Yesterday, John Rosselli stated that he was closing his beloved brick-and-mortar store in New York. “I want to announce we will be transitioning our business model by introducing an e-commerce website for John Rosselli Antiques and closing the antique shop in Manhattan’s Interior Arts Building on Friday, October 30, 2020,” Rosselli wrote in an Instagram post.

Rosselli, who recently received a lifetime achievement award at the virtual Kips Bay Boys & Girls Club President’s Dinner, has long maintained a physical storefront that’s revered as a place of magic and wonder for those in the know. “Many of us, when we were really, really junior—that’s where we learned about antiques,” AD100 designer Alexa Hampton comments to AD PRO. “He’s so important to all of us.” 

Blue-and-white china at John Rosselli.

Photo: Max Burkhalter

Additional fans in the industry expressed similar sentiments. “John Rosselli has long been the place were one could go and find just about anything for any job,” AD100 designer Markham Roberts reflects to AD PRO of the famed store. “It was a decorator’s and collector’s paradise—fantastic mirrors and furniture, accessories, and upholstered pieces of charm and character, and the odd treasures that give any space more depth.”

Striking a related note, designer Mark D. Sikes adds, “I’m sad to hear my favorite antique store in America will be closing. John is not only a brilliant dealer and curator but also a dear friend, and it’s because of him that I have fallen so in love with blue-and-white.” Contacting AD PRO later on, designer Young Huh reflected of the store, “Buying something from Rosselli was a stamp of good taste. It is truly the end of an era.” 

From October 5 through 23, John Rosselli Antiques will host a heritage sale at the Interior Arts Building on East 61st Street, where pieces will be available half off the list price. Later this season, the new e-commerce platform will launch, with an emphasis on members of the trade. His East Harlem workshop will continue to make pieces for his own collection, and he will expand his atelier offerings. Notably, his showroom presence is set to continue.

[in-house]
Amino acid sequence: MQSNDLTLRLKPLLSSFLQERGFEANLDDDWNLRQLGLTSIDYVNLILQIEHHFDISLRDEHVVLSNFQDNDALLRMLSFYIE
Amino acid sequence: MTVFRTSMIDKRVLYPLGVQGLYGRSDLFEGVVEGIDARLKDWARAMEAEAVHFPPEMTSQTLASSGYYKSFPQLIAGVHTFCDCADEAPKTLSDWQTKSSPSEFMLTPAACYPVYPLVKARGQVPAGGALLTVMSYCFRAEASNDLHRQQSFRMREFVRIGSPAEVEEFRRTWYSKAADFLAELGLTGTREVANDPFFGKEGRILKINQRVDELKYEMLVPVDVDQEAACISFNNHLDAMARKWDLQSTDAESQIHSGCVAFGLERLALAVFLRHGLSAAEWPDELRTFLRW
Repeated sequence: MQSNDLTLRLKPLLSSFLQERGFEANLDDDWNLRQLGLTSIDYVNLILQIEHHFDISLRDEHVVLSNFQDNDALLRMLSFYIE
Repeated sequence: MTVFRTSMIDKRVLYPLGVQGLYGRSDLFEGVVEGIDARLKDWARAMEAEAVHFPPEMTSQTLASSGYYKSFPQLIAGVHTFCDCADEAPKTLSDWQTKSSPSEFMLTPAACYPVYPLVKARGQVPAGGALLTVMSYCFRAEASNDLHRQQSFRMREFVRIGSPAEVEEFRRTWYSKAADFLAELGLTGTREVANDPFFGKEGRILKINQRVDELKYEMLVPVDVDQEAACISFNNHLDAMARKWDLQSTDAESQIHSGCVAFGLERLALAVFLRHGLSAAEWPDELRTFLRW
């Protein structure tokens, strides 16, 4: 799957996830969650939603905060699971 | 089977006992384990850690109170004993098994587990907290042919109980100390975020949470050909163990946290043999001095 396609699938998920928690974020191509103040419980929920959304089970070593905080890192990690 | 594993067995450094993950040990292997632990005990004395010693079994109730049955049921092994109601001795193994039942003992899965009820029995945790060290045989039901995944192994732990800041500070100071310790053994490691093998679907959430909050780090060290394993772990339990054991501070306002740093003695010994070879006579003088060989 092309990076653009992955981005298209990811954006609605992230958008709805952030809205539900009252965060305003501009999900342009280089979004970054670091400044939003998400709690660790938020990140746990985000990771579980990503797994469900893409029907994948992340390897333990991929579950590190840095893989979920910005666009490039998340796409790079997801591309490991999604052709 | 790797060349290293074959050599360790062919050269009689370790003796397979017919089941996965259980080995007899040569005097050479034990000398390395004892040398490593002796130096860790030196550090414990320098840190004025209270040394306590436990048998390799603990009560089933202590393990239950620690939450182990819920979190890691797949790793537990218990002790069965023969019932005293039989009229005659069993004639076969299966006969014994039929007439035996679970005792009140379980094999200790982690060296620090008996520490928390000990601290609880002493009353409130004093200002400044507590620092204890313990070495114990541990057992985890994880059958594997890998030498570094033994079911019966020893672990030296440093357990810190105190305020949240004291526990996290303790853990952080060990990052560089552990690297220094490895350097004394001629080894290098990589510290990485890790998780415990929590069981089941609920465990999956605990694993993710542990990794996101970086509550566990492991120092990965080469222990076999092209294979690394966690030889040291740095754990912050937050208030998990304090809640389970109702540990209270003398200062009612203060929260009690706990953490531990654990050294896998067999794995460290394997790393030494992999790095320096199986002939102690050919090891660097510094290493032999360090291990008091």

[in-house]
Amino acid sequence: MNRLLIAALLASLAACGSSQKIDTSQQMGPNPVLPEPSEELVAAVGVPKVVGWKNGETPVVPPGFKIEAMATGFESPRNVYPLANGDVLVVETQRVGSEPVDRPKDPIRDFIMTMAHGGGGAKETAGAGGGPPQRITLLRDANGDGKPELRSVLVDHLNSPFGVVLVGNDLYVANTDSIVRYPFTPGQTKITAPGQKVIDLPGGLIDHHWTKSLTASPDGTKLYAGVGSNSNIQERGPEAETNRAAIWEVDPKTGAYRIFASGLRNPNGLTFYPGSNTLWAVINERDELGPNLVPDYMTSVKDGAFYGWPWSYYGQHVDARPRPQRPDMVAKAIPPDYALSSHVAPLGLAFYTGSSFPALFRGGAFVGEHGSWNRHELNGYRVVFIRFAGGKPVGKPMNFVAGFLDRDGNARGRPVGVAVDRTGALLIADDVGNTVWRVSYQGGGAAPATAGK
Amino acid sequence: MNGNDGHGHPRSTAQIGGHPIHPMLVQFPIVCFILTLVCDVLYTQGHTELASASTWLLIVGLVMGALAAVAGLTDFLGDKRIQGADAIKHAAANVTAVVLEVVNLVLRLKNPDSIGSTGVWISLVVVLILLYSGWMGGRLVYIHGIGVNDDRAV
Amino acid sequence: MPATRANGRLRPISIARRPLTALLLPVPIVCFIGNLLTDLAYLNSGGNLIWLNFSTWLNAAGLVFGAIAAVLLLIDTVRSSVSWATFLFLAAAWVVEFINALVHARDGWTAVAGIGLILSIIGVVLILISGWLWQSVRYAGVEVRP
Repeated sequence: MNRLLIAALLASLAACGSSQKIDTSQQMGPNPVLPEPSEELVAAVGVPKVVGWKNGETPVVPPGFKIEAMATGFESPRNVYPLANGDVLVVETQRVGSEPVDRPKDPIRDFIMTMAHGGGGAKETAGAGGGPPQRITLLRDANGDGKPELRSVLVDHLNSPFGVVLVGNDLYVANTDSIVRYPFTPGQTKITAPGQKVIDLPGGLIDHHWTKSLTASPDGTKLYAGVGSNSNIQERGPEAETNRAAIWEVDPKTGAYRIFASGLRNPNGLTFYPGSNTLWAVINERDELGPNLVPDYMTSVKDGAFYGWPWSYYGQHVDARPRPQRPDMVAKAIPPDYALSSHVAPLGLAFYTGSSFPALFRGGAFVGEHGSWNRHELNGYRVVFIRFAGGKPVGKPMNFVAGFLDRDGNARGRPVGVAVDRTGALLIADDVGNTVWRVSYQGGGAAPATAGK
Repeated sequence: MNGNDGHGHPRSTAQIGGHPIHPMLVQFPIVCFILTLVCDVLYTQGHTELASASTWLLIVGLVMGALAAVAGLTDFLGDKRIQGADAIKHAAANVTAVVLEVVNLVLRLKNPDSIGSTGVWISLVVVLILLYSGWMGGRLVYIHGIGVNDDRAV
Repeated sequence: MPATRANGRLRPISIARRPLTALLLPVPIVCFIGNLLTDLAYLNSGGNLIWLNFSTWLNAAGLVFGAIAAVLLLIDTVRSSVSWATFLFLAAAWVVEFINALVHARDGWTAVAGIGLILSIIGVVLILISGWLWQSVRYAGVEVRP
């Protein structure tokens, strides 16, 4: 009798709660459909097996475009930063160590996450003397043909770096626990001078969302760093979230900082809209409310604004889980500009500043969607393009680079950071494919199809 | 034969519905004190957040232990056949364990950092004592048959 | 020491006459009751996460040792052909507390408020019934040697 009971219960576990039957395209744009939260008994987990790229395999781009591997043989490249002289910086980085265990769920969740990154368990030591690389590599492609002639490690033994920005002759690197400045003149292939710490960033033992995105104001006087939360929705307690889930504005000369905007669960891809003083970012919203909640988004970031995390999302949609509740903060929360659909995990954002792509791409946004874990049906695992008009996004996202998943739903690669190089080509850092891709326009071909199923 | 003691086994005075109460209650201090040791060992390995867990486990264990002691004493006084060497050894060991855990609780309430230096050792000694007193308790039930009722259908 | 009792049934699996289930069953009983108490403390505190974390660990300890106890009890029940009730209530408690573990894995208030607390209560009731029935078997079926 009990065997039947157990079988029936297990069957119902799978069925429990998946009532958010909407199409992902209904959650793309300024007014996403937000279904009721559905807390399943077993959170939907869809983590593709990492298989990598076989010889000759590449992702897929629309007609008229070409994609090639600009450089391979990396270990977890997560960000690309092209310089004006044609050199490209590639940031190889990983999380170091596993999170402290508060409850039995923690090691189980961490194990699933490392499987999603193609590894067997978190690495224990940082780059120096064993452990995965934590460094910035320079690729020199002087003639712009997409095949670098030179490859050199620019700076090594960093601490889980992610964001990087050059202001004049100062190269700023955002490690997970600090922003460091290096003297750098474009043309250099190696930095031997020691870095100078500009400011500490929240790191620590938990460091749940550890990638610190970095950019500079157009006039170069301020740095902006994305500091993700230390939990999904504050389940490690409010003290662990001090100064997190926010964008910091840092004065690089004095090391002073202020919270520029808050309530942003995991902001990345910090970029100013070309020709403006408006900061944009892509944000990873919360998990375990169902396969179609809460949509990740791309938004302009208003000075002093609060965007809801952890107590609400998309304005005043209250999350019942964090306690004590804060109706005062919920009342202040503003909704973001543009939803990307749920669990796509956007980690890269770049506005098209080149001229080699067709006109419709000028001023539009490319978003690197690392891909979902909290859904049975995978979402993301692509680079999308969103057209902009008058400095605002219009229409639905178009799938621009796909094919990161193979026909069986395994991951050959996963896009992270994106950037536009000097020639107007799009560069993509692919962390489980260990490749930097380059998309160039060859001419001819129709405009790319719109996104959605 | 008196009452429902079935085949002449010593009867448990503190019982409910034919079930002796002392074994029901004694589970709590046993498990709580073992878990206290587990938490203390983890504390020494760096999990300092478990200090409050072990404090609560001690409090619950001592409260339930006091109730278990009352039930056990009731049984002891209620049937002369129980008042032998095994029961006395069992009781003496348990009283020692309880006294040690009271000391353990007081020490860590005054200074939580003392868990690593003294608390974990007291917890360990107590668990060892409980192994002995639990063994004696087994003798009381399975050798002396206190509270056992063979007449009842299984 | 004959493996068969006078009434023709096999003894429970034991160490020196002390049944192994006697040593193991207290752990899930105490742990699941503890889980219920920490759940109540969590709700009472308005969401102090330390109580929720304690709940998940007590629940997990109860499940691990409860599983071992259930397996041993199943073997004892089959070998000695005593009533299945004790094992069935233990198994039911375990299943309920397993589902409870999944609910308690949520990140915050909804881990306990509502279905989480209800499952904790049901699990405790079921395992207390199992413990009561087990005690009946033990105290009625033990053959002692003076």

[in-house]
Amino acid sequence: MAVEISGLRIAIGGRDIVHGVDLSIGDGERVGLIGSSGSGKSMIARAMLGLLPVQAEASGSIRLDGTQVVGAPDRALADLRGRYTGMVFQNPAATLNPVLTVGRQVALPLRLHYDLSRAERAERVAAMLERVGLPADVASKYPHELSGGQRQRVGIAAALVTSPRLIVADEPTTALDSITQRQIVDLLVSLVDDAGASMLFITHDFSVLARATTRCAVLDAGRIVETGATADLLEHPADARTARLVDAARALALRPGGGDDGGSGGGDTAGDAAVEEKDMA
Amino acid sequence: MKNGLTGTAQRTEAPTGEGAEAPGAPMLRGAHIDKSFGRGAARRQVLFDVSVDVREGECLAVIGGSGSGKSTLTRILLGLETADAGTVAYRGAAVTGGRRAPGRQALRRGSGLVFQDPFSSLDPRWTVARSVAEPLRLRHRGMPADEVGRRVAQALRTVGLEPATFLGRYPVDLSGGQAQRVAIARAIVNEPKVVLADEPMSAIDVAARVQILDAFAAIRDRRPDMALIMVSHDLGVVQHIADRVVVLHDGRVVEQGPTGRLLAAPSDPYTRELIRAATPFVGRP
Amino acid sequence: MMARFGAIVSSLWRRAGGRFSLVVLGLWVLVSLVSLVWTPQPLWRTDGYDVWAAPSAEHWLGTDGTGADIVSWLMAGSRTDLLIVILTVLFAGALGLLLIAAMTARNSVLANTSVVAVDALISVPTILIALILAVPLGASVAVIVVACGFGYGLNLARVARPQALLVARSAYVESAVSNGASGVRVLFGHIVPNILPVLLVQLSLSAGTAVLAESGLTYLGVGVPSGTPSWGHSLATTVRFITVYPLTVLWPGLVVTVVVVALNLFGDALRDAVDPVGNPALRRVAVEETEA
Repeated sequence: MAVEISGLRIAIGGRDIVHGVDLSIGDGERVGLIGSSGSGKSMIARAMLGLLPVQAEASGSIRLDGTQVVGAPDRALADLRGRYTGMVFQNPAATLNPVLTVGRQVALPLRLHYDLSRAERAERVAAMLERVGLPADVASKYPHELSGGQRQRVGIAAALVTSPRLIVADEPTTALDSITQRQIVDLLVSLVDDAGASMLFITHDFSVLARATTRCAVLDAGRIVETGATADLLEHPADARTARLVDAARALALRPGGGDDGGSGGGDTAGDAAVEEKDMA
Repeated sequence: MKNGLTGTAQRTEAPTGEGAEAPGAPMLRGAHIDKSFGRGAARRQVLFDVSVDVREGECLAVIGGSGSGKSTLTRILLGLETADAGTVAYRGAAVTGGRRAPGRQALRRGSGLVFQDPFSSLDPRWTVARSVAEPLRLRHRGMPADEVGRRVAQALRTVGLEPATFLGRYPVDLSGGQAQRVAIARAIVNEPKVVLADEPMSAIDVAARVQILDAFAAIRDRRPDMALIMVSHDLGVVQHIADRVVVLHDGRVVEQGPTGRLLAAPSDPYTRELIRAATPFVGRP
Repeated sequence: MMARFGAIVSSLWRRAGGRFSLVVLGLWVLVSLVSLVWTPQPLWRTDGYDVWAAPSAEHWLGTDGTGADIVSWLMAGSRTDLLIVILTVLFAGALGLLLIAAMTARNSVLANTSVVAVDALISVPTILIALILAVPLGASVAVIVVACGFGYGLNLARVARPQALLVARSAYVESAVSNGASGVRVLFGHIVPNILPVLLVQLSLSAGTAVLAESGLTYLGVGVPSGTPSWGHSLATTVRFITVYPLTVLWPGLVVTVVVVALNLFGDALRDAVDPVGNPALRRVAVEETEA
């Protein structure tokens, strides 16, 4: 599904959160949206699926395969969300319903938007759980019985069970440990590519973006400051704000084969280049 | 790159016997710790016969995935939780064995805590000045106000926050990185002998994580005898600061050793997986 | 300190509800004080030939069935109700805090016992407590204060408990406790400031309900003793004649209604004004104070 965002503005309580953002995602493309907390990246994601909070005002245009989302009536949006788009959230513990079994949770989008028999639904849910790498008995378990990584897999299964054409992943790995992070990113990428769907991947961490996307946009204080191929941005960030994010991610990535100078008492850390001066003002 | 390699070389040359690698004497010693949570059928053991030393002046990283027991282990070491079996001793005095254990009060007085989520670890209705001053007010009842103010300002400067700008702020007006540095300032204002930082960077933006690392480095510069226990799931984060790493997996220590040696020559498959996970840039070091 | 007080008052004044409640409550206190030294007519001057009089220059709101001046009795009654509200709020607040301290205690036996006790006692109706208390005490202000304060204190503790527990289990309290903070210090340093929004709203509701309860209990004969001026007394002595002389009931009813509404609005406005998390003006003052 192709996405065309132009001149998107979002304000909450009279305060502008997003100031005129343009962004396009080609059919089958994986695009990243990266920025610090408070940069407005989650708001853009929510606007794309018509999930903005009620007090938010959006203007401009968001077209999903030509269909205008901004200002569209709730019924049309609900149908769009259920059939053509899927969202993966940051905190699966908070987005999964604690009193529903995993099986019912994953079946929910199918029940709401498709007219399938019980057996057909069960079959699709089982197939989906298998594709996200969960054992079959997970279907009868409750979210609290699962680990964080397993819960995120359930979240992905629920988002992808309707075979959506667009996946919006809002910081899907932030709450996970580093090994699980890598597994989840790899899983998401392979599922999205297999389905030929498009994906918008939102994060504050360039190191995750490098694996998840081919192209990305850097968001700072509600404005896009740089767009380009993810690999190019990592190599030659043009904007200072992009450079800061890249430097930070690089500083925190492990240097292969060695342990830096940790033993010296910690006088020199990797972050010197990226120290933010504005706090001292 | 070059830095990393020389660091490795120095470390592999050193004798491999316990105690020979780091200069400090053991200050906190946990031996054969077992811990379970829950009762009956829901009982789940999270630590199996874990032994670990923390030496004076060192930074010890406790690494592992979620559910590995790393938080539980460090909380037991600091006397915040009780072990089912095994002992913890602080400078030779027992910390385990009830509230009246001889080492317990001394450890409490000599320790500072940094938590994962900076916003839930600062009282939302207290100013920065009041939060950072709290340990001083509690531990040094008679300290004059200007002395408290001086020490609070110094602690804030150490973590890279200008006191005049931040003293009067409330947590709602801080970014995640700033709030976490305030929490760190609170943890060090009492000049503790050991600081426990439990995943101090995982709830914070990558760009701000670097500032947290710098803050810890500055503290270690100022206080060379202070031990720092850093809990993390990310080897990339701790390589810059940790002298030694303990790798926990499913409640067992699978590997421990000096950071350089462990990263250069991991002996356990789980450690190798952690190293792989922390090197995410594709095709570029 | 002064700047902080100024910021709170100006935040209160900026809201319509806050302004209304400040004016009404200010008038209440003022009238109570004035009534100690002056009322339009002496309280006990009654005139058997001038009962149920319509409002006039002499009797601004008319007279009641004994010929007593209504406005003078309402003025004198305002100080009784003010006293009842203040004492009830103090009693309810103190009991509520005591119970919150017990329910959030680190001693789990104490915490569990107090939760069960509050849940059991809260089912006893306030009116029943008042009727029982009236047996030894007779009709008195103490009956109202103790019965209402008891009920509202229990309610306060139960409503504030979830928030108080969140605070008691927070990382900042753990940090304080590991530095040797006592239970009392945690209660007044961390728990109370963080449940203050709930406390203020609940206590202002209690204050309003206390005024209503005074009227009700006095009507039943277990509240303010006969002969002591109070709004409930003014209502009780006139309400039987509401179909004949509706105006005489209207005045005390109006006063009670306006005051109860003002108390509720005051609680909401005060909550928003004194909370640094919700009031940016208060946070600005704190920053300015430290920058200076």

All this information was announced by Rosselli himself on social media. It was also the place where he chose to share one additional and poignant thought: “At 88, I still wake up every day excited by the promise of what lies ahead. For now, we are closing a chapter, but the book is still being written. And I am honored to be on this continuous journey with you.”

The feeling is clearly mutual. “Wherever he goes, I will follow,” Hampton says. “Instead of taking this as a blow, I’m taking this as an encouraging sign.” She added that Rosselli’s consistent sense of business savvy was very heartening within the context of this decision. It was another point shared by others. “John made it so easy for us to do our jobs in sourcing interesting and beautiful things for clients,” Roberts says. “On top of his trusted taste, he has always had perfect business acumen, and this decision to close the physical shop and move to an online platform is probably just the best course to adapt to what COVID-19 has pushed us farther toward. I will miss getting to visit the shop in person, but I will continue to take advantage of all that John Rosselli offers—just in a different way.”

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